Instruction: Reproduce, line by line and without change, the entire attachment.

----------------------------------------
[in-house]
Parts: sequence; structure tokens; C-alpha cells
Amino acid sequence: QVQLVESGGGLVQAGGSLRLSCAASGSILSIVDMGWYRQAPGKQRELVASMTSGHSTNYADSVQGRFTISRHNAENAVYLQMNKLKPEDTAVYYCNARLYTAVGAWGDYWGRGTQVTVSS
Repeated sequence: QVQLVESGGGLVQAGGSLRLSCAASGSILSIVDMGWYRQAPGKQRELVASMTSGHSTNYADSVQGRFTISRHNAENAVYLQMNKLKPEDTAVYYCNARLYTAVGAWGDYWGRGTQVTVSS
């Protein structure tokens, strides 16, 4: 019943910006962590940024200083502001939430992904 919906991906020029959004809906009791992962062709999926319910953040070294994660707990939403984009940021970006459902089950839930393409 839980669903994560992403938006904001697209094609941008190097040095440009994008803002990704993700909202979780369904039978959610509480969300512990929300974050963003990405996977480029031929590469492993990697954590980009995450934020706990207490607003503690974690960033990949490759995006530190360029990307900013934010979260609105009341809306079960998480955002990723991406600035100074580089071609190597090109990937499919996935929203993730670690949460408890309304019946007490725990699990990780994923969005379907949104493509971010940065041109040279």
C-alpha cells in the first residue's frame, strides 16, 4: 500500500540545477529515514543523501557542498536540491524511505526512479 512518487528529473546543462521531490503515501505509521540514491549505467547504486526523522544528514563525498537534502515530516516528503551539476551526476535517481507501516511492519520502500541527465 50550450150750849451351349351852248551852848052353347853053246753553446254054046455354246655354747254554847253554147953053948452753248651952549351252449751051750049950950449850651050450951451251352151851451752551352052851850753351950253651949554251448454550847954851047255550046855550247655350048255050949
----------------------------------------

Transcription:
[in-house]
Parts: sequence; structure tokens; C-alpha cells
Amino acid sequence: QVQLVESGGGLVQAGGSLRLSCAASGSILSIVDMGWYRQAPGKQRELVASMTSGHSTNYADSVQGRFTISRHNAENAVYLQMNKLKPEDTAVYYCNARLYTAVGAWGDYWGRGTQVTVSS
Repeated sequence: QVQLVESGGGLVQAGGSLRLSCAASGSILSIVDMGWYRQAPGKQRELVASMTSGHSTNYADSVQGRFTISRHNAENAVYLQMNKLKPEDTAVYYCNARLYTAVGAWGDYWGRGTQVTVSS
């Protein structure tokens, strides 16, 4: 019943910006962590940024200083502001939430992904 919906991906020029959004809906009791992962062709999926319910953040070294994660707990939403984009940021970006459902089950839930393409 839980669903994560992403938006904001697209094609941008190097040095440009994008803002990704993700909202979780369904039978959610509480969300512990929300974050963003990405996977480029031929590469492993990697954590980009995450934020706990207490607003503690974690960033990949490759995006530190360029990307900013934010979260609105009341809306079960998480955002990723991406600035100074580089071609190597090109990937499919996935929203993730670690949460408890309304019946007490725990699990990780994923969005379907949104493509971010940065041109040279």
C-alpha cells in the first residue's frame, strides 16, 4: 500500500540545477529515514543523501557542498536540491524511505526512479 512518487528529473546543462521531490503515501505509521540514491549505467547504486526523522544528514563525498537534502515530516516528503551539476551526476535517481507501516511492519520502500541527465 50550450150750849451351349351852248551852848052353347853053246753553446254054046455354246655354747254554847253554147953053948452753248651952549351252449751051750049950950449850651050450951451251352151851451752551352052851850753351950253651949554251448454550847954851047255550046855550247655350048255050949